Today was only the second day of class, but I can already tell that I am going to love our professor at the Academia Iria Flavia, she has a great mix of whimsy and inteligence with an incredible ability to get her students speaking that I respond to very well in a teacher and hope to one day emulate when I teach Spanish myself! We discussed the differences between the education systems in the US and Spain which were much greater than I would have ever thought. The act of immersion also helps out so much more tremendously than I had originally thought, and I thought it would help a lot. Just today I learned about 15 new vocabulary words referring to specifically the school system that would not stick with me just reading from a book or studying a list, so take note y’all, immersion is the best way to go!
Another really interesting thing is the fact that immersion with a small group of people tends to produce its own dialect and our little group of friends here has already come up with several new words and phrases. Some of the following are ones that have been adopted since arriving in Spain:
Peng-British slang for something that’s cool, learned from Maja, a British girl we met on the Camino
Bocadillar-Spanish verb that we have created to refer to the act of eating a bocadillo
Comidar-a silly verb we made up stemming from the word comida which means food. Literally translates to “to food”
Trache-to drink something quickly (or chug), stemming from the Spanish word trachetear, which refers to the chugging of a motor. It sounds vaguely like trachea though, so we decided to play with language a little and use it to refer to chugging liquids (like zumo de naranja when you are in a hurry, don’t fret parents!)
I am also becoming dangerously accustomed to this Spanish concept of a siesta. I am almost incapable of doing things other than eating and sleeping between the hours of 2 and 5pm! There is quite literally nothing open on the streets and nothing to do other than that, so it was somewhat forced upon me, but I actually really like it; it gives you an extra little spark to get through the rest of the day and party/study heartier into the night! Also the food our little abuela has been fixing us is absolutely incredible, words cannot properly describe it. This is partially due to the fact that Spanish breakfast is absolutely pathetic in that it consists of almost exclusively toast so I work up quite a lot of hunger by then, but homemade pasta and sauce with mini ribs, huge Spanish tortillas, fresh fried calamari rings, and lightly fried patatas bravas are delicious any day of the week!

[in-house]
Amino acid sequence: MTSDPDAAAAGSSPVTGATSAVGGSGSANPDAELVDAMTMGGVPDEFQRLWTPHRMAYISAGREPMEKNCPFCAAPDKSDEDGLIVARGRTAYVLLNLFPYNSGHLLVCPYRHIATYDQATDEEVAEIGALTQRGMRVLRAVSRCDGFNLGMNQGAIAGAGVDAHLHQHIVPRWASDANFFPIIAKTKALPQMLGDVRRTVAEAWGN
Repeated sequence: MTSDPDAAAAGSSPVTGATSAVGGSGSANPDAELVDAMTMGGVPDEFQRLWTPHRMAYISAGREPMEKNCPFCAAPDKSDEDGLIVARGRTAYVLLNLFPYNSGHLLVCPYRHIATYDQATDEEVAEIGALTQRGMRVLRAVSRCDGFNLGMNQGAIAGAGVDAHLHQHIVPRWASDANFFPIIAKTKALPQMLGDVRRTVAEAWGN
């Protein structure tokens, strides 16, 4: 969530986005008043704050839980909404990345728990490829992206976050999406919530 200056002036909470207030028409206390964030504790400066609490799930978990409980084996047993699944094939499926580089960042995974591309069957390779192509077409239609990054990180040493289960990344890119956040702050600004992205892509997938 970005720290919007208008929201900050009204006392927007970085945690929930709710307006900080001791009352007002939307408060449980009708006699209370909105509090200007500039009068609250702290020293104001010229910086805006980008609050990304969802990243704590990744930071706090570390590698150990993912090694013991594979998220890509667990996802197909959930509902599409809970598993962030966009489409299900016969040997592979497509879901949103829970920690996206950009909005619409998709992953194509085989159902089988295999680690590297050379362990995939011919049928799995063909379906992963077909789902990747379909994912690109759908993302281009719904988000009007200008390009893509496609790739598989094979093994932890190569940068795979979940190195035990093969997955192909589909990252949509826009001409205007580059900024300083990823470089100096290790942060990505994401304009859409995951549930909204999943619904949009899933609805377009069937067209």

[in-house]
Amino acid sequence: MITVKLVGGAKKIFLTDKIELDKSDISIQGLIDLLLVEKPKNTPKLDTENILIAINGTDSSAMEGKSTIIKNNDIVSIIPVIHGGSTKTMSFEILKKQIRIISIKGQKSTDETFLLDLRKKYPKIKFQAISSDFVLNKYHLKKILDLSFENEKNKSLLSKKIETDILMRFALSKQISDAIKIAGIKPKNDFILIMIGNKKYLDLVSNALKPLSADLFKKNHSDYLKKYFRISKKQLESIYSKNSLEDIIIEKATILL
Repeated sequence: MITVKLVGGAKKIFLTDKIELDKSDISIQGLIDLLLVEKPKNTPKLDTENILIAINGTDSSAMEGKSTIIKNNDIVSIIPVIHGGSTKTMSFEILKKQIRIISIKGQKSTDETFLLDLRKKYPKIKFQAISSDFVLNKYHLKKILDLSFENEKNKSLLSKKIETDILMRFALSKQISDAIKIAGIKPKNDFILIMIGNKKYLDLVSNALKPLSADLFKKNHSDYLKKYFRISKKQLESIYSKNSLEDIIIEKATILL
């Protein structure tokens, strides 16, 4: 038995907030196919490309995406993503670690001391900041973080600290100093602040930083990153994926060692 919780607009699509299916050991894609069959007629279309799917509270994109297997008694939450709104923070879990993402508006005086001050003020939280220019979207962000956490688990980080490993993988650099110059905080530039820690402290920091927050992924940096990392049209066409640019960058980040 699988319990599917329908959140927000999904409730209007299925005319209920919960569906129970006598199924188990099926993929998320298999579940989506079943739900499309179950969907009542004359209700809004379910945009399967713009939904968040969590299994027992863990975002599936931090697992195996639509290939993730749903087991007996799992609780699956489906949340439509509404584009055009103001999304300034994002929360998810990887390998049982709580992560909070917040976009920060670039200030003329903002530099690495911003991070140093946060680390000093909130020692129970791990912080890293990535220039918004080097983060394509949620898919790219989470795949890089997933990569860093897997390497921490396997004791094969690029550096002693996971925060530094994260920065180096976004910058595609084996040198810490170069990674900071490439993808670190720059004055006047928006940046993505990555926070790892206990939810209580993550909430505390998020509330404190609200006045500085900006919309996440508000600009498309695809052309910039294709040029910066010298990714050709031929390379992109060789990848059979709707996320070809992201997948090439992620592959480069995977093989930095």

Another interesting activity that we did this afternoon was a sort of scavenger hunt involving walking around the city and asking various people to do tasks for us so that we could record it on video. This required us to go somewhat out of our comfort zone and speak to strangers on the street, but that was certainly beneficial, and those that were rude were quickly overlooked in favor of the lovely people that we met that did their best to help us with every task even when they couldn’t actually help us with it. We ended up meeting a French woman who was visiting town, a young Canadian man who had just completed the Camino with his father, a Brazilian woman who biked the Camino with her husband, and a delightful woman who sang a song from one of her child’s favorite shows for us (and funnily enough, for another group of students as well!). Overall it was a great experience and though we had to go out of our comfort zone, it helped a lot!